A charging apparatus and an electric vehicle including the same are disclosed. The charging apparatus includes a rectifier to rectify input alternating current (AC) power in a charging mode, an interleaved buck-boost converter to convert the rectified power into direct current (DC) power to supply the converted DC power to a battery, the interleaved buck-boost converter including a plurality of buck-boost converters, and a converter controller to control the interleaved buck-boost converter, wherein a first buck-boost converter of the interleaved buck-boost converter includes a first buck switching element connected to the rectifier, a first boost switching element, an inductor connected between the first buck switching element and the first boost switching element, a first diode connected in parallel between the first buck switching element and the inductor, and a second diode connected between the first boost switching element and an output of the interleaved buck-boost converter.

Description

  • The present invention relates to a charging apparatus and an electric vehicle including the same, and more particularly to a charging apparatus capable of stably performing charging using alternating current (AC) power and an electric apparatus including the same.
  • Internal combustion engine vehicles are indispensible to human lives but have caused air pollution and energy depletion due to enormous energy consumption. Accordingly, instead of automobiles using an internal combustion engine, electric cars using electricity as power or hybrid cars using a combination of an internal combustion engine and electricity have been developed and used.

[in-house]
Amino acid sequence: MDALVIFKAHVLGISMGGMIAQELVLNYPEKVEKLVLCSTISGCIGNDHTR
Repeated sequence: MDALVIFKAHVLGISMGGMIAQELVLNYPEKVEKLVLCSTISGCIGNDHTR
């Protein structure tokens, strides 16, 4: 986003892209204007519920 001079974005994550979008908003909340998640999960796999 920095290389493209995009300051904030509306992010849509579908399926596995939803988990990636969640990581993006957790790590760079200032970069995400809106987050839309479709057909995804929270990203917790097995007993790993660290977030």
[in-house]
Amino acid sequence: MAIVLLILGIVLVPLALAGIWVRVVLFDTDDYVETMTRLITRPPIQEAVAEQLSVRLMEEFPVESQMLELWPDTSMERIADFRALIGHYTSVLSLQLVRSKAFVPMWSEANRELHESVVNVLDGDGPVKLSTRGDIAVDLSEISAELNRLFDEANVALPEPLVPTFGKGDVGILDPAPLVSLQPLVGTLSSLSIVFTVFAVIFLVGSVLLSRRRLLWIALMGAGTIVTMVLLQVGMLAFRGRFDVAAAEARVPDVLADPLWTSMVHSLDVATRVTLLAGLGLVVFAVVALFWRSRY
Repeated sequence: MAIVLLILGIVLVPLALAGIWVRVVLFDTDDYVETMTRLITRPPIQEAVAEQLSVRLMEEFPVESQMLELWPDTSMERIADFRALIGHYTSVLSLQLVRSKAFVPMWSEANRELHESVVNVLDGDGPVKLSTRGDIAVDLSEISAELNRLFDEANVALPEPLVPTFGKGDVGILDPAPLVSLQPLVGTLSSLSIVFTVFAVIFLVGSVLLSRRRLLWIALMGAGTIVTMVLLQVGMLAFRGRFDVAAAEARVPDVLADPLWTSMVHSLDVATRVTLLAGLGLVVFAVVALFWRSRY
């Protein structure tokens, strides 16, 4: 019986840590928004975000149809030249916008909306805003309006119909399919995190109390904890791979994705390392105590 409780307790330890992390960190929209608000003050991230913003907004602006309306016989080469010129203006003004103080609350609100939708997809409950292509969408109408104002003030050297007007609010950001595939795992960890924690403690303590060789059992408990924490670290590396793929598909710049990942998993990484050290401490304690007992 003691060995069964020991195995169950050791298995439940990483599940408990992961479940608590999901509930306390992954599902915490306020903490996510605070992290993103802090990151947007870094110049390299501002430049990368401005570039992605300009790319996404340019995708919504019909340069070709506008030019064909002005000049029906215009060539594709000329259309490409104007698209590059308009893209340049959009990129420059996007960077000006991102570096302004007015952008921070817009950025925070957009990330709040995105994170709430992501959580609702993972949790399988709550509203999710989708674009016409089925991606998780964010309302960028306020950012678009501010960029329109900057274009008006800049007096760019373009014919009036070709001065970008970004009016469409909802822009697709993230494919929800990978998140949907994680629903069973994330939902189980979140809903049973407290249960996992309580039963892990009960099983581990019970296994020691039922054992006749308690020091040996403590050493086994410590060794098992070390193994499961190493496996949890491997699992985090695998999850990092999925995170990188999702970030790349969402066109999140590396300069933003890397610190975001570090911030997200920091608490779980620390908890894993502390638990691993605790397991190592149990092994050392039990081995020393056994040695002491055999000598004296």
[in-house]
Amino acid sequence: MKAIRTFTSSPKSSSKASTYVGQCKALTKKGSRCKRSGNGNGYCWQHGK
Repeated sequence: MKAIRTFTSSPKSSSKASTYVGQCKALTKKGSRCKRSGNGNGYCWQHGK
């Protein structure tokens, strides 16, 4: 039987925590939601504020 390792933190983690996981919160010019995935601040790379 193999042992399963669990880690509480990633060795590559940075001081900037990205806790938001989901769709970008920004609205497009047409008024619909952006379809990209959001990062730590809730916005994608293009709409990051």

• Meanwhile, such electric or hybrid cars generate output using motors and batteries and various attempts have been made to improve output and range.
  • Therefore, the present invention has been made in view of the above problems, and it is an object of the present invention to provide a charging apparatus capable of stably performing charging using AC power and an electric vehicle including the same.
  • In accordance with an aspect of the present invention, the above and other objects can be accomplished by the provision of a charging apparatus, including a rectifier to rectify input alternating current (AC) power in a charging mode, an interleaved buck-boost converter to convert the rectified power into direct current (DC) power to supply the converted DC power to a battery, the interleaved buck-boost converter including a plurality of buck-boost converters, and a converter controller to control the interleaved buck-boost converter, wherein a first buck-boost converter of the interleaved buck-boost converter includes a first buck switching element connected to the rectifier, a first boost switching element, a first inductor connected between the first buck switching element and the first boost switching element, a first diode connected in parallel between the first buck switching element and the first inductor, and a second diode connected between the first boost switching element and an output of the interleaved buck-boost converter.